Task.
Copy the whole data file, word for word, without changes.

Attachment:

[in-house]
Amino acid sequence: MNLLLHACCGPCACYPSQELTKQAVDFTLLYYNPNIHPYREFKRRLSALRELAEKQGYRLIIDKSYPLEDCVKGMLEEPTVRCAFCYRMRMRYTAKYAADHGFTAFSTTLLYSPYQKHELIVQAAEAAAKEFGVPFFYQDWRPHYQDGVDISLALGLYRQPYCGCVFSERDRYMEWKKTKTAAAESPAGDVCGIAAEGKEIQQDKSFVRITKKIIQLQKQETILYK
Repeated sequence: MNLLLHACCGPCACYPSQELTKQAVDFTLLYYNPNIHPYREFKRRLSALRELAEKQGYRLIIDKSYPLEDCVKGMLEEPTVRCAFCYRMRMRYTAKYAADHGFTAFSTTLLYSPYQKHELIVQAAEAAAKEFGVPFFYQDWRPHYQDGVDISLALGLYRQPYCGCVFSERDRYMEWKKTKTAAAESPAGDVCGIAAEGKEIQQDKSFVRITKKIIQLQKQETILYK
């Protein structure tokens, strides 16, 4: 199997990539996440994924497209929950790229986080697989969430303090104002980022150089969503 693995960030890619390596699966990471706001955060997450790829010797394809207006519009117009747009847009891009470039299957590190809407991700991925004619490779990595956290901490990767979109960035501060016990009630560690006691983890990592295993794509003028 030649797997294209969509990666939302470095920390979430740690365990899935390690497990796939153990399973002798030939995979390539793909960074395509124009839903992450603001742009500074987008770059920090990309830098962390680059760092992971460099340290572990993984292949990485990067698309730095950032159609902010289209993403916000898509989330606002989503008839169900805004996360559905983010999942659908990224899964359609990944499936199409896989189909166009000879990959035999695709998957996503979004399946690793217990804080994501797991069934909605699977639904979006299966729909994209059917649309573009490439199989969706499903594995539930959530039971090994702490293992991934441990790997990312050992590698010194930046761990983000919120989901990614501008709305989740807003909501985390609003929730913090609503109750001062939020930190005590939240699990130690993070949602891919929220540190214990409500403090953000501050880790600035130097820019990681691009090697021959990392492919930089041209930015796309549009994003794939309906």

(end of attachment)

[in-house]
Amino acid sequence: MNLLLHACCGPCACYPSQELTKQAVDFTLLYYNPNIHPYREFKRRLSALRELAEKQGYRLIIDKSYPLEDCVKGMLEEPTVRCAFCYRMRMRYTAKYAADHGFTAFSTTLLYSPYQKHELIVQAAEAAAKEFGVPFFYQDWRPHYQDGVDISLALGLYRQPYCGCVFSERDRYMEWKKTKTAAAESPAGDVCGIAAEGKEIQQDKSFVRITKKIIQLQKQETILYK
Repeated sequence: MNLLLHACCGPCACYPSQELTKQAVDFTLLYYNPNIHPYREFKRRLSALRELAEKQGYRLIIDKSYPLEDCVKGMLEEPTVRCAFCYRMRMRYTAKYAADHGFTAFSTTLLYSPYQKHELIVQAAEAAAKEFGVPFFYQDWRPHYQDGVDISLALGLYRQPYCGCVFSERDRYMEWKKTKTAAAESPAGDVCGIAAEGKEIQQDKSFVRITKKIIQLQKQETILYK
């Protein structure tokens, strides 16, 4: 199997990539996440994924497209929950790229986080697989969430303090104002980022150089969503 693995960030890619390596699966990471706001955060997450790829010797394809207006519009117009747009847009891009470039299957590190809407991700991925004619490779990595956290901490990767979109960035501060016990009630560690006691983890990592295993794509003028 030649797997294209969509990666939302470095920390979430740690365990899935390690497990796939153990399973002798030939995979390539793909960074395509124009839903992450603001742009500074987008770059920090990309830098962390680059760092992971460099340290572990993984292949990485990067698309730095950032159609902010289209993403916000898509989330606002989503008839169900805004996360559905983010999942659908990224899964359609990944499936199409896989189909166009000879990959035999695709998957996503979004399946690793217990804080994501797991069934909605699977639904979006299966729909994209059917649309573009490439199989969706499903594995539930959530039971090994702490293992991934441990790997990312050992590698010194930046761990983000919120989901990614501008709305989740807003909501985390609003929730913090609503109750001062939020930190005590939240699990130690993070949602891919929220540190214990409500403090953000501050880790600035130097820019990681691009090697021959990392492919930089041209930015796309549009994003794939309906």